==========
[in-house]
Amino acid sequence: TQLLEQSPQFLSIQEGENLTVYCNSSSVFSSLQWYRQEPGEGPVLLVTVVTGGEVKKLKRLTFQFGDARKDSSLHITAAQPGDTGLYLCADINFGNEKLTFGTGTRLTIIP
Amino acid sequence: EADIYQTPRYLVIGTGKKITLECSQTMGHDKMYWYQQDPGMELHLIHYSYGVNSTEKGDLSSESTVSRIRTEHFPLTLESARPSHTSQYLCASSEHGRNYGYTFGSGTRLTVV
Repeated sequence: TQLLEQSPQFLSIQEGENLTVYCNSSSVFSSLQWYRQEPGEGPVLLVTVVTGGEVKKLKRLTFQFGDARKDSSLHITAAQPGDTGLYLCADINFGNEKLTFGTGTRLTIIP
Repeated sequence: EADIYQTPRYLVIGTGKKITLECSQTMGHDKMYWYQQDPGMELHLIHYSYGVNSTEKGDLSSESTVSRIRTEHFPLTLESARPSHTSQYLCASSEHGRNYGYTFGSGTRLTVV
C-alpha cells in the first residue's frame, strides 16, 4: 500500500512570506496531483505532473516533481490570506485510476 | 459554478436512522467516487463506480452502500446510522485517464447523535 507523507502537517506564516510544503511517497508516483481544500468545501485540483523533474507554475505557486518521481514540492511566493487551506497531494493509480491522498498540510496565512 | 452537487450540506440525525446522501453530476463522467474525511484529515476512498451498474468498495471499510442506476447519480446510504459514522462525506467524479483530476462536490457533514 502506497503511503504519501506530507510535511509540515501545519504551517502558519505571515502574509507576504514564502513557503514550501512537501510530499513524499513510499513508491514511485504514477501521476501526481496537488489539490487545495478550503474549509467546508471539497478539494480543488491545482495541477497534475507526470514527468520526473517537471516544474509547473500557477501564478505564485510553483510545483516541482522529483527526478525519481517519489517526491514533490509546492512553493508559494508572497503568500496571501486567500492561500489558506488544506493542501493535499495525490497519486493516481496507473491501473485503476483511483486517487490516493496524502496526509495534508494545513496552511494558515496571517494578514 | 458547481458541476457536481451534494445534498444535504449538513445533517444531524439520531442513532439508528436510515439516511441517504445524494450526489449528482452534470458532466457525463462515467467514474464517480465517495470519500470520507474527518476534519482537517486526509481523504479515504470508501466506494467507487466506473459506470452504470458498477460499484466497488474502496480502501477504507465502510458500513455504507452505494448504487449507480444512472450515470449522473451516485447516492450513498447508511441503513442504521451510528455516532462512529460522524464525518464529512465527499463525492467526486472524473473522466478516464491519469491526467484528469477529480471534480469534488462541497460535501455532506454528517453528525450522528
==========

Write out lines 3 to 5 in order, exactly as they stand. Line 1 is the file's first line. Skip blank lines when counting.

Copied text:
Amino acid sequence: EADIYQTPRYLVIGTGKKITLECSQTMGHDKMYWYQQDPGMELHLIHYSYGVNSTEKGDLSSESTVSRIRTEHFPLTLESARPSHTSQYLCASSEHGRNYGYTFGSGTRLTVV
Repeated sequence: TQLLEQSPQFLSIQEGENLTVYCNSSSVFSSLQWYRQEPGEGPVLLVTVVTGGEVKKLKRLTFQFGDARKDSSLHITAAQPGDTGLYLCADINFGNEKLTFGTGTRLTIIP
Repeated sequence: EADIYQTPRYLVIGTGKKITLECSQTMGHDKMYWYQQDPGMELHLIHYSYGVNSTEKGDLSSESTVSRIRTEHFPLTLESARPSHTSQYLCASSEHGRNYGYTFGSGTRLTVV